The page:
Children born by cesarean section are more likely to develop asthma by age three, according to a recent study published in the American Journal of Epidemiology. This study builds upon previous findings that cesarean delivery increases the risk of wheezing, asthma, and eczema, a related allergic disease common in childhood. Although allergic diseases tend to run in families, in this study children born of non-allergic mothers were even more likely to develop asthma.

One reason scientists think cesarean delivery may put infants and children at higher risk of allergic diseases is the difference in gut bacteria colonization in these children. During vaginal birth, the infant is colonized by bacteria from the mother. Infants born by cesarean birth are colonized with different bacteria, more like the bacteria found in the environments they were birthed in, like hospitals. This difference may set the stage for immune imbalance that leads to allergic diseases.

The study found that in both planned and unplanned cesarean births, the risk of asthma was similar. Folks, I know this is a sensitive topic. I am certainly not saying cesarean births are wrong—I know that they can be lifesaving. Some women go through pregnancy without a doubt in their mind that they will have a natural birth, only to end up having an emergency C-section. Sometimes this is unavoidable. We do what we can to raise healthy children, right? Not everything is up to us.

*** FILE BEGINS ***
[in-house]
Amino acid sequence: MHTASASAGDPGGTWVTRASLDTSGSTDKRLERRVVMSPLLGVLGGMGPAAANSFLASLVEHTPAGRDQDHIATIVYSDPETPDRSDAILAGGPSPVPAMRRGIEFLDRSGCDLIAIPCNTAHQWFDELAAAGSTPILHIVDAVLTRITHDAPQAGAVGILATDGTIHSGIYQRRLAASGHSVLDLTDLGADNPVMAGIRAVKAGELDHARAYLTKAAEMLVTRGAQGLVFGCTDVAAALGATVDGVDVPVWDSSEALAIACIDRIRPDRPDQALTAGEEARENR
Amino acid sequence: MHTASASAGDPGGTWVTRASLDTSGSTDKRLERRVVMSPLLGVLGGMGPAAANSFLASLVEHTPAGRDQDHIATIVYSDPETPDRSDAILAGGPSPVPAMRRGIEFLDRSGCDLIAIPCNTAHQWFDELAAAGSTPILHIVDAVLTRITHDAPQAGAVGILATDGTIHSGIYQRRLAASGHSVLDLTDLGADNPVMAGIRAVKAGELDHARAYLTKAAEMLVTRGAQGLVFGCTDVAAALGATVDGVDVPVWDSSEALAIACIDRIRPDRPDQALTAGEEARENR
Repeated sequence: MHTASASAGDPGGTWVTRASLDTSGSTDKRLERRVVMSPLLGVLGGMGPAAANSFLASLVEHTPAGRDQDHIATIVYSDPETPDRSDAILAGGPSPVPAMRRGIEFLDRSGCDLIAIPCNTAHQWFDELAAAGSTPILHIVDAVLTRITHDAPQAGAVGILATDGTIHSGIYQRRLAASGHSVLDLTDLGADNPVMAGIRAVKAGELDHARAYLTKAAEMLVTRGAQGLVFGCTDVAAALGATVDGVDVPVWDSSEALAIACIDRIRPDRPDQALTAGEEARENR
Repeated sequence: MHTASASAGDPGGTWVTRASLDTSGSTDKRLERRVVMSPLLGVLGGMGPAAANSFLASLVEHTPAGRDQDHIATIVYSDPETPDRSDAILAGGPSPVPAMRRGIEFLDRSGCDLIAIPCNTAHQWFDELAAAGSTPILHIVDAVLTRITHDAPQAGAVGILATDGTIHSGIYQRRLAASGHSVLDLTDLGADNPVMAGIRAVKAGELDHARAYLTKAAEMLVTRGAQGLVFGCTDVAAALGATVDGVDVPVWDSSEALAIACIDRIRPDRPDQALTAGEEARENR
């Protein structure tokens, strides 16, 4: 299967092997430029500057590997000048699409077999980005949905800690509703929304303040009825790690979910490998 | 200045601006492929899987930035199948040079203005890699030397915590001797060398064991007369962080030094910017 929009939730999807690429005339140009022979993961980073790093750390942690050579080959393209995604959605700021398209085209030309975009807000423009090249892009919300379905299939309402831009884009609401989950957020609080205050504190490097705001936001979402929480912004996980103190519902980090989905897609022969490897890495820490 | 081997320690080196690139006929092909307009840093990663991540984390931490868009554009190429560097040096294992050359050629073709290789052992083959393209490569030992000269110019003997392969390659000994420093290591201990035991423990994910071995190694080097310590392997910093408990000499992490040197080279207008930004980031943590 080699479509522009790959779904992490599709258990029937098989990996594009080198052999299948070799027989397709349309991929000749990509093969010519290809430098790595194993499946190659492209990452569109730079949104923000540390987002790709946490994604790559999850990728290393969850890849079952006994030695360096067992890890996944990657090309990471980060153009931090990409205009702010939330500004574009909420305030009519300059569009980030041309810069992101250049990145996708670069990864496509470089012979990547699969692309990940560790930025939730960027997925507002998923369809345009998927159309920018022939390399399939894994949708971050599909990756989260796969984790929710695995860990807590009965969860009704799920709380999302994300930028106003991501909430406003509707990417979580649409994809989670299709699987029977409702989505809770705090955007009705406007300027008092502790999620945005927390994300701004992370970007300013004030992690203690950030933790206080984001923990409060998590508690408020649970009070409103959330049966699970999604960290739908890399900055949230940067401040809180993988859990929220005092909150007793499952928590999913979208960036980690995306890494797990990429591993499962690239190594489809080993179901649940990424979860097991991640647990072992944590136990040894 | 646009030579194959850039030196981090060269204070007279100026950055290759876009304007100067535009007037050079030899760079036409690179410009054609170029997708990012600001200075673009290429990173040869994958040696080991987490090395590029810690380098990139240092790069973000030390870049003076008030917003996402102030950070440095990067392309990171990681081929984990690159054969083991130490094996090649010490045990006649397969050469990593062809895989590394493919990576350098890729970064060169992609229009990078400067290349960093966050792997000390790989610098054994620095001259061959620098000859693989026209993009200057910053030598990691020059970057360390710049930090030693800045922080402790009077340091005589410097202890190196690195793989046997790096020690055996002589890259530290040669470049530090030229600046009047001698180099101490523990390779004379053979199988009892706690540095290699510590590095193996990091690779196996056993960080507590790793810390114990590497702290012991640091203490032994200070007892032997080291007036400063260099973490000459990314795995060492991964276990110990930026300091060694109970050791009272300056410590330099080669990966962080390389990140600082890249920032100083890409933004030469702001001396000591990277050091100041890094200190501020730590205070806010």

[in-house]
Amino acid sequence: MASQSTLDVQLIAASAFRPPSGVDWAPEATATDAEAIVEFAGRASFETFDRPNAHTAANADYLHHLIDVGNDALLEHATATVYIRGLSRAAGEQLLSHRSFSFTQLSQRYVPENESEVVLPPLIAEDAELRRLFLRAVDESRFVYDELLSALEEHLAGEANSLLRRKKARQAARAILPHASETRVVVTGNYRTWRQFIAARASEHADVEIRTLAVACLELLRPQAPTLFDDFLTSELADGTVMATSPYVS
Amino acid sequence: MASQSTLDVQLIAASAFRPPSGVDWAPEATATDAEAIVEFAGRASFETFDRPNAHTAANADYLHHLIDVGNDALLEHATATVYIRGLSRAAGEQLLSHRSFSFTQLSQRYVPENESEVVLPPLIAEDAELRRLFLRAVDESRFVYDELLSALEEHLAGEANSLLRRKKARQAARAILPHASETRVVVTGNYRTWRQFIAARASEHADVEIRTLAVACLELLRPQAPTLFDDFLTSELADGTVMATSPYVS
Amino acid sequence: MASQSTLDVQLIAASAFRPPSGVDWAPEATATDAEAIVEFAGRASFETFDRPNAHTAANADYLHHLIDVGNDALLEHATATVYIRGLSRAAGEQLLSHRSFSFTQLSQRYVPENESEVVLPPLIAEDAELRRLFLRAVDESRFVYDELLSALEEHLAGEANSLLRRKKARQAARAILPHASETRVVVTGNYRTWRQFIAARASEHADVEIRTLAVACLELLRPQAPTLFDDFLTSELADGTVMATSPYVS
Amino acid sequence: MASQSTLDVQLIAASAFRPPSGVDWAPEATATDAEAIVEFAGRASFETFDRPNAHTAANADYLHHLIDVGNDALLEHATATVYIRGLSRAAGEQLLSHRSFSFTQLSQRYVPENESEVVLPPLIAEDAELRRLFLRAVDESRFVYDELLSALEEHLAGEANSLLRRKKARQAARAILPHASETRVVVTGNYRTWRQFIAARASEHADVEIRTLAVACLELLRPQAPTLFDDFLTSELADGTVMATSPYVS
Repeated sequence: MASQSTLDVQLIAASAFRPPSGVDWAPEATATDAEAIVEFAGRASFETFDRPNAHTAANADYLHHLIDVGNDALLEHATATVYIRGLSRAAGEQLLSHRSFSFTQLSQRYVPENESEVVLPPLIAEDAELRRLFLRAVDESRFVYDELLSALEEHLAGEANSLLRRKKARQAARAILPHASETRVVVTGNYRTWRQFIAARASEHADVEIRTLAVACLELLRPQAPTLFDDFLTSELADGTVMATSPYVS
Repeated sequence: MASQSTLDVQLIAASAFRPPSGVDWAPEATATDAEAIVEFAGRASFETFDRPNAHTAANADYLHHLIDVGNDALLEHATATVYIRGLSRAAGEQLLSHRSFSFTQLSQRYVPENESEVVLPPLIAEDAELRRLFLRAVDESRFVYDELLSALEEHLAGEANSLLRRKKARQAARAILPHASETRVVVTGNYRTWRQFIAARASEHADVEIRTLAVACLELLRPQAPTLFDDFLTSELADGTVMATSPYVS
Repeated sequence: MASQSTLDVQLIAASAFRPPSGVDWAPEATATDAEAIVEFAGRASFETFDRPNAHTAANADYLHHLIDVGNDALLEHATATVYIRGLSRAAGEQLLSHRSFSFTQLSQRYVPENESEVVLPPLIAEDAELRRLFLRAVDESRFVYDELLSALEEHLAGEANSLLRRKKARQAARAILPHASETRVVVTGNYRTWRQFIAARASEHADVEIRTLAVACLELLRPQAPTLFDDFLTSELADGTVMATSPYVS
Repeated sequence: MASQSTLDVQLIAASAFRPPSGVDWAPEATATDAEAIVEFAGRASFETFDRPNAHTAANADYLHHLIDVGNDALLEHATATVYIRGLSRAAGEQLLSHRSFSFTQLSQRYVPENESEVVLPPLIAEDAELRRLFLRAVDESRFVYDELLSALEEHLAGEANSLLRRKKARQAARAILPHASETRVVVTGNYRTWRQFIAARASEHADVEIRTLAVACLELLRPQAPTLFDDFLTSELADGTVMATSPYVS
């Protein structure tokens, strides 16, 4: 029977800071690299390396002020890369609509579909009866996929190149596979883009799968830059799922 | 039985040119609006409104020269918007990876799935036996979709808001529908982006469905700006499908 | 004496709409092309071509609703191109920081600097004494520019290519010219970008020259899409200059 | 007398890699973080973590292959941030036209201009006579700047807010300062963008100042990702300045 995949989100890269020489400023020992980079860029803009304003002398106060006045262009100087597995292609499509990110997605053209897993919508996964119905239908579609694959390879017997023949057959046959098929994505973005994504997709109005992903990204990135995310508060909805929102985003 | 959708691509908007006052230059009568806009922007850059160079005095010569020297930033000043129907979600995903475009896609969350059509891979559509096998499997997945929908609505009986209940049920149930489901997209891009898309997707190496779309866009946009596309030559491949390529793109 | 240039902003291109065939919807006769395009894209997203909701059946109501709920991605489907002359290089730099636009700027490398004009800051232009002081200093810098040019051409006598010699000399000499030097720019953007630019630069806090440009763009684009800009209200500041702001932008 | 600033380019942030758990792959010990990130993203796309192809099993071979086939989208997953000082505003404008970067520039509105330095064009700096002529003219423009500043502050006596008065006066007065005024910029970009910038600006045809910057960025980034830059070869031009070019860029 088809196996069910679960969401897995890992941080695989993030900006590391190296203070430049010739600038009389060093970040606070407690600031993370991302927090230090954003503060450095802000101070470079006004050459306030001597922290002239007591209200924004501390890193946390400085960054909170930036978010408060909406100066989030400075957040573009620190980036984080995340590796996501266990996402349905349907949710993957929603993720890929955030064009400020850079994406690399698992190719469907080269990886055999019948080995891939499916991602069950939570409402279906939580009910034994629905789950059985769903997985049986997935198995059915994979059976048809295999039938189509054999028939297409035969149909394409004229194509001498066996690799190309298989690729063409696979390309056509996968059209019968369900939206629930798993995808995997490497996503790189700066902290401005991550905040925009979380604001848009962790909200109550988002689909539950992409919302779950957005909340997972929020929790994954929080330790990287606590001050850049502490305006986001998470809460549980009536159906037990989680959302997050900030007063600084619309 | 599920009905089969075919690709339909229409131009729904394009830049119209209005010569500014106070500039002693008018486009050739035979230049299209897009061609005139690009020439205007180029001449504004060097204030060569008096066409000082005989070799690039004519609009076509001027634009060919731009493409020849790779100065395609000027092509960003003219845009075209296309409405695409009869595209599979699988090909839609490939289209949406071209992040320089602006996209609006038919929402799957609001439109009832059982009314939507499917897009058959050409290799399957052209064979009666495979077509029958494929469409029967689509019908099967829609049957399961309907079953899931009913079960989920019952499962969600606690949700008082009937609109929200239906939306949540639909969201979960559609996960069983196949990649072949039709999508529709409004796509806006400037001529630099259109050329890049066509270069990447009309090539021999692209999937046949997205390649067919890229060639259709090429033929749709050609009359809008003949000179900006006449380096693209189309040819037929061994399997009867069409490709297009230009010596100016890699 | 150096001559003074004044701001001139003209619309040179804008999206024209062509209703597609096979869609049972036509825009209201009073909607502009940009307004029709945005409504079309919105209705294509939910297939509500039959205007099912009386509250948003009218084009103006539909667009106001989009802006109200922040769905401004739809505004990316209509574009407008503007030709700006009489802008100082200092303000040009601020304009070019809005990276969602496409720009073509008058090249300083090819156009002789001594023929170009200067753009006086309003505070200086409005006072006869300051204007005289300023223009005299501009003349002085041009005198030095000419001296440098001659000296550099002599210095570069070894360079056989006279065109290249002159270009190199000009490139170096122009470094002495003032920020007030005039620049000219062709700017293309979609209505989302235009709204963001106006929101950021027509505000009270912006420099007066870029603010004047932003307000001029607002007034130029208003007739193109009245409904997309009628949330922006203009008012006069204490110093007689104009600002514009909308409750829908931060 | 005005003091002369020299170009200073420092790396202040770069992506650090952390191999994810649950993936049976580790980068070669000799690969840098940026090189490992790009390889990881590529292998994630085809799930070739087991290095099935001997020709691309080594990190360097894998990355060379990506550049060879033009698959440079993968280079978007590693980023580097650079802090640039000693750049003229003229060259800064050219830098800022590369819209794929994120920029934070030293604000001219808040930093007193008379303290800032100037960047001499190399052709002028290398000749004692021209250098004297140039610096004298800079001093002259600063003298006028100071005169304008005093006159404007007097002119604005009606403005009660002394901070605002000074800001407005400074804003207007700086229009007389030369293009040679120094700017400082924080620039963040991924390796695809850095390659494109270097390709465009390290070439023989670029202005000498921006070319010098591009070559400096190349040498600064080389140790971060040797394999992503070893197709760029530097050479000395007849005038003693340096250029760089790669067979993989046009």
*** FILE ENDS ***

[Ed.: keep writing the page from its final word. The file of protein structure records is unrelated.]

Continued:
But many times C-section is opted for out of convenience. In these cases, it might be a good idea to consider to benefits of vaginal birth. That first inoculation of gut bacteria is very important to the underdeveloped immune system of the newborn. If you have the choice, give some good consideration to this. I don’t want to come off sounding preachy on this topic, which I know can strike a nerve in some people, but it’s a topic close to my heart—after all, it’s all about the gut. At least give it some thought.